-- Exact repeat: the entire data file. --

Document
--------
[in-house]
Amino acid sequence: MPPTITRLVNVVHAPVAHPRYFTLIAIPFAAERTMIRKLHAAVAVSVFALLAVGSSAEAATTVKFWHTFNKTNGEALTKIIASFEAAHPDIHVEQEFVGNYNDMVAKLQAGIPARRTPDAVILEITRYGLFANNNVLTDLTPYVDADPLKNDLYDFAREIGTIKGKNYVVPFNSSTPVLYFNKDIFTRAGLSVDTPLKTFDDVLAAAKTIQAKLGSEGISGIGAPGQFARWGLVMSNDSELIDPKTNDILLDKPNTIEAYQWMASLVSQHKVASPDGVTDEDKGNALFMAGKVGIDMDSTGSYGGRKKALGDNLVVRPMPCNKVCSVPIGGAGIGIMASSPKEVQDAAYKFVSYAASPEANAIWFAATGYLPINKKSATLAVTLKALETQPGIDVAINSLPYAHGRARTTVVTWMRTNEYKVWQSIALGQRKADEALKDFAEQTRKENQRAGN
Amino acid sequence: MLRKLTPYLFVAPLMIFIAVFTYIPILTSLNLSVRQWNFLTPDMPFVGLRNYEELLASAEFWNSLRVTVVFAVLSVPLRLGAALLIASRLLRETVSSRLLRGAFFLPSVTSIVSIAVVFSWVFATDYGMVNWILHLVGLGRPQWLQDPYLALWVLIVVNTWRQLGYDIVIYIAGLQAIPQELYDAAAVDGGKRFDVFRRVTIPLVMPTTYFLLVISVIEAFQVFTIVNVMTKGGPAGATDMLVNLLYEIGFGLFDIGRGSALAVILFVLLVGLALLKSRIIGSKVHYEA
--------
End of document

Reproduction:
[in-house]
Amino acid sequence: MPPTITRLVNVVHAPVAHPRYFTLIAIPFAAERTMIRKLHAAVAVSVFALLAVGSSAEAATTVKFWHTFNKTNGEALTKIIASFEAAHPDIHVEQEFVGNYNDMVAKLQAGIPARRTPDAVILEITRYGLFANNNVLTDLTPYVDADPLKNDLYDFAREIGTIKGKNYVVPFNSSTPVLYFNKDIFTRAGLSVDTPLKTFDDVLAAAKTIQAKLGSEGISGIGAPGQFARWGLVMSNDSELIDPKTNDILLDKPNTIEAYQWMASLVSQHKVASPDGVTDEDKGNALFMAGKVGIDMDSTGSYGGRKKALGDNLVVRPMPCNKVCSVPIGGAGIGIMASSPKEVQDAAYKFVSYAASPEANAIWFAATGYLPINKKSATLAVTLKALETQPGIDVAINSLPYAHGRARTTVVTWMRTNEYKVWQSIALGQRKADEALKDFAEQTRKENQRAGN
Amino acid sequence: MLRKLTPYLFVAPLMIFIAVFTYIPILTSLNLSVRQWNFLTPDMPFVGLRNYEELLASAEFWNSLRVTVVFAVLSVPLRLGAALLIASRLLRETVSSRLLRGAFFLPSVTSIVSIAVVFSWVFATDYGMVNWILHLVGLGRPQWLQDPYLALWVLIVVNTWRQLGYDIVIYIAGLQAIPQELYDAAAVDGGKRFDVFRRVTIPLVMPTTYFLLVISVIEAFQVFTIVNVMTKGGPAGATDMLVNLLYEIGFGLFDIGRGSALAVILFVLLVGLALLKSRIIGSKVHYEA